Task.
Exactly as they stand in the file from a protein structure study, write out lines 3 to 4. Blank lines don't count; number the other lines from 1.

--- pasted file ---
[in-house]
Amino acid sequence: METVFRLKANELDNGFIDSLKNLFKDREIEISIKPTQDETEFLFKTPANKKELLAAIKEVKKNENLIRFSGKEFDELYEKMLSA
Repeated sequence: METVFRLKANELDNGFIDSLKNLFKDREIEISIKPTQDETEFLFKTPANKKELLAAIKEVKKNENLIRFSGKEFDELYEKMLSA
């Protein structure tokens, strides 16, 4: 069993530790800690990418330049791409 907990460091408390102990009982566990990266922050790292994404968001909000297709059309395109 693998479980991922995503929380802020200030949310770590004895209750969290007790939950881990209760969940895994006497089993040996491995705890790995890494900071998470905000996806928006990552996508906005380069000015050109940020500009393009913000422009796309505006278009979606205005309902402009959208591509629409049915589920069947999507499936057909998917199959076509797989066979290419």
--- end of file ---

Repeated sequence: METVFRLKANELDNGFIDSLKNLFKDREIEISIKPTQDETEFLFKTPANKKELLAAIKEVKKNENLIRFSGKEFDELYEKMLSA
């Protein structure tokens, strides 16, 4: 069993530790800690990418330049791409 907990460091408390102990009982566990990266922050790292994404968001909000297709059309395109 693998479980991922995503929380802020200030949310770590004895209750969290007790939950881990209760969940895994006497089993040996491995705890790995890494900071998470905000996806928006990552996508906005380069000015050109940020500009393009913000422009796309505006278009979606205005309902402009959208591509629409049915589920069947999507499936057909998917199959076509797989066979290419």